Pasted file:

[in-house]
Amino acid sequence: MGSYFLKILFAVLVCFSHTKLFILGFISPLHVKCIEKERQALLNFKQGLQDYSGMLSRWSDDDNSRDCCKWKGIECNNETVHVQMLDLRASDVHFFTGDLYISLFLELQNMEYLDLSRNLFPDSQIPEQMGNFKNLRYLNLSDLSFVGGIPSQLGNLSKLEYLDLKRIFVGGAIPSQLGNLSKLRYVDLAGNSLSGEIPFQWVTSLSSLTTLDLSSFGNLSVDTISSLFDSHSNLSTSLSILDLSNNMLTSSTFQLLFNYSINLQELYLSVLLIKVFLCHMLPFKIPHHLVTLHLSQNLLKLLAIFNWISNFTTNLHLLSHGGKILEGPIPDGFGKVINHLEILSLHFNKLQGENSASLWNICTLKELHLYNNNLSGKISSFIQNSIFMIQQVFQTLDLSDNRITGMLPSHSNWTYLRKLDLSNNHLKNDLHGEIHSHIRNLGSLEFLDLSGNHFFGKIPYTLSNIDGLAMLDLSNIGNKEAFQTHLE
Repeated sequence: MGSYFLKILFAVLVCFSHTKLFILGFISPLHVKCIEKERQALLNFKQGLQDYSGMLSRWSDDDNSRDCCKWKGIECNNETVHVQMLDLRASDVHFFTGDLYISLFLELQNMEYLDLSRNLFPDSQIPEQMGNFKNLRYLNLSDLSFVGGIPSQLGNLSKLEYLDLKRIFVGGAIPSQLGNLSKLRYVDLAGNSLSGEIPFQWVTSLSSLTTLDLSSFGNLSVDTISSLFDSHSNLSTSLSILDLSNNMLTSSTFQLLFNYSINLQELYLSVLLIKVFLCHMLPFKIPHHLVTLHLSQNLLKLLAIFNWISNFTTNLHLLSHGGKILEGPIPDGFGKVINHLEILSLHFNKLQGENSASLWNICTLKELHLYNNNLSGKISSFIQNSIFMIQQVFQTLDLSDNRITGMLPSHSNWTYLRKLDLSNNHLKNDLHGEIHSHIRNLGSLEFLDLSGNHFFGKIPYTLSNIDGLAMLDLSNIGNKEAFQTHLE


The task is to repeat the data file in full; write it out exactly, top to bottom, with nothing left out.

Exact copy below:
[in-house]
Amino acid sequence: MGSYFLKILFAVLVCFSHTKLFILGFISPLHVKCIEKERQALLNFKQGLQDYSGMLSRWSDDDNSRDCCKWKGIECNNETVHVQMLDLRASDVHFFTGDLYISLFLELQNMEYLDLSRNLFPDSQIPEQMGNFKNLRYLNLSDLSFVGGIPSQLGNLSKLEYLDLKRIFVGGAIPSQLGNLSKLRYVDLAGNSLSGEIPFQWVTSLSSLTTLDLSSFGNLSVDTISSLFDSHSNLSTSLSILDLSNNMLTSSTFQLLFNYSINLQELYLSVLLIKVFLCHMLPFKIPHHLVTLHLSQNLLKLLAIFNWISNFTTNLHLLSHGGKILEGPIPDGFGKVINHLEILSLHFNKLQGENSASLWNICTLKELHLYNNNLSGKISSFIQNSIFMIQQVFQTLDLSDNRITGMLPSHSNWTYLRKLDLSNNHLKNDLHGEIHSHIRNLGSLEFLDLSGNHFFGKIPYTLSNIDGLAMLDLSNIGNKEAFQTHLE
Repeated sequence: MGSYFLKILFAVLVCFSHTKLFILGFISPLHVKCIEKERQALLNFKQGLQDYSGMLSRWSDDDNSRDCCKWKGIECNNETVHVQMLDLRASDVHFFTGDLYISLFLELQNMEYLDLSRNLFPDSQIPEQMGNFKNLRYLNLSDLSFVGGIPSQLGNLSKLEYLDLKRIFVGGAIPSQLGNLSKLRYVDLAGNSLSGEIPFQWVTSLSSLTTLDLSSFGNLSVDTISSLFDSHSNLSTSLSILDLSNNMLTSSTFQLLFNYSINLQELYLSVLLIKVFLCHMLPFKIPHHLVTLHLSQNLLKLLAIFNWISNFTTNLHLLSHGGKILEGPIPDGFGKVINHLEILSLHFNKLQGENSASLWNICTLKELHLYNNNLSGKISSFIQNSIFMIQQVFQTLDLSDNRITGMLPSHSNWTYLRKLDLSNNHLKNDLHGEIHSHIRNLGSLEFLDLSGNHFFGKIPYTLSNIDGLAMLDLSNIGNKEAFQTHLE